Could CaMKK2 enzyme be the key to treating bipolar disorder?

A recent review published in the journal Molecular Psychiatry explores the calcium-calmodulin-dependent protein kinase kinase-2 (CaMKK2) signaling pathway as a contributor to bipolar disorder pathogenesis and key treatment target. By targeting this protein-coding enzyme, CaMKK2, which is associated with many neuronal and metabolic processes, scientists may be able to develop new treatment strategies for bipolar disorder.

Study: CaMKK2 as an emerging treatment target for bipolar disorder. Image Credit: Tunatura / Shutterstock.comStudy: CaMKK2 as an emerging treatment target for bipolar disorder. Image Credit: Tunatura /

Current approaches to treat bipolar disorder

At least one in every 100 people is affected by bipolar disorder, which can lead to severe episodes of mania, depression, or both. Bipolar disorder is associated with cognitive and functional disabilities, a higher risk of metabolic and cardiovascular diseases, and lower life expectancies; however, treatment options remain inadequate. Lithium and valproate are common drugs used to treat bipolar disorder; however, the pathways through which these compounds function are not well understood.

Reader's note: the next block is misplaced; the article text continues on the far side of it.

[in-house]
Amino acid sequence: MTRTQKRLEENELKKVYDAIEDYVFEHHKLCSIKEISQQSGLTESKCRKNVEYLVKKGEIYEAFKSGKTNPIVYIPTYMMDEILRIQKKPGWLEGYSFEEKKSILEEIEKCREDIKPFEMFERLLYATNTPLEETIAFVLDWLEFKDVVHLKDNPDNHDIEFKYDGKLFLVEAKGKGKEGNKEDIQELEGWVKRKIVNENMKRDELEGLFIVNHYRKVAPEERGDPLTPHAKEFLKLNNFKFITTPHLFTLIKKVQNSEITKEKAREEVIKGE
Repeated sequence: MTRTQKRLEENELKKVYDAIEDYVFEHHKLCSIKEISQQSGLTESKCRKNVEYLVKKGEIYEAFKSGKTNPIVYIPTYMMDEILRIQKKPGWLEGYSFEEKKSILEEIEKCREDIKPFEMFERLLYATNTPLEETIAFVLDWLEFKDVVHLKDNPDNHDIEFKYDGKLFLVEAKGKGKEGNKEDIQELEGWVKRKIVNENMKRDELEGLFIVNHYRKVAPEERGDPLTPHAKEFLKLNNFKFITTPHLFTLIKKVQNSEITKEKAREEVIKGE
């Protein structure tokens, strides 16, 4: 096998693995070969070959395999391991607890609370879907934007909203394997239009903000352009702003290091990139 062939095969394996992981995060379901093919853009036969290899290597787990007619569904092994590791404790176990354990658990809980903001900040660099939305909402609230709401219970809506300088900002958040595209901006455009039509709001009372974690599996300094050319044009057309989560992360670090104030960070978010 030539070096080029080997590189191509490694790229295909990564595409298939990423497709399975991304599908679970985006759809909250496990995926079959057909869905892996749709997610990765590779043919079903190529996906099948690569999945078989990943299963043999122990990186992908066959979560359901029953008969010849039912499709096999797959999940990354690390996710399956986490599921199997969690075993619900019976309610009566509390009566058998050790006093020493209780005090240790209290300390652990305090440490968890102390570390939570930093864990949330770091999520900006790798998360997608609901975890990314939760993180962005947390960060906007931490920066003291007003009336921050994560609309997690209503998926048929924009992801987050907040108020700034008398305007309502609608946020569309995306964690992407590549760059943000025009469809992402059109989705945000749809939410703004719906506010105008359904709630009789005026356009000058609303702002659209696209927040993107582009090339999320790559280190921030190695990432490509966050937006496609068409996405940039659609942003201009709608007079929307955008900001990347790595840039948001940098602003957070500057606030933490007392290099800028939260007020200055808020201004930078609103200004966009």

To treat bipolar disorder, doctors rely on a cocktail of medications that are expensive, may have harmful interactions with each other, and cause negative side effects, including frequent mood swings. As a result, many patients change medications or may even discontinue taking them.

While there is a clear need for more effective treatments for bipolar disorder, developing better therapies requires scientists to better understand its causes at a cellular and molecular level.

The role of calcium ions

The signaling of calcium ions is critical for the functioning of the brain, as it has important functions in neurotransmitter release and gene expression. Since these functions help us learn and control our mood, behavior, and memory, defective calcium signaling could lead to certain neurological conditions like bipolar disorder.

Previous studies have shown that patients with bipolar disorder have higher levels of free intracellular calcium, which led scientists to use calcium channel blockers to treat the condition with little success. Recent studies on mice have reported an alternative view that led scientists to believe that bipolar disorder may be associated with lower calcium activity in the brain.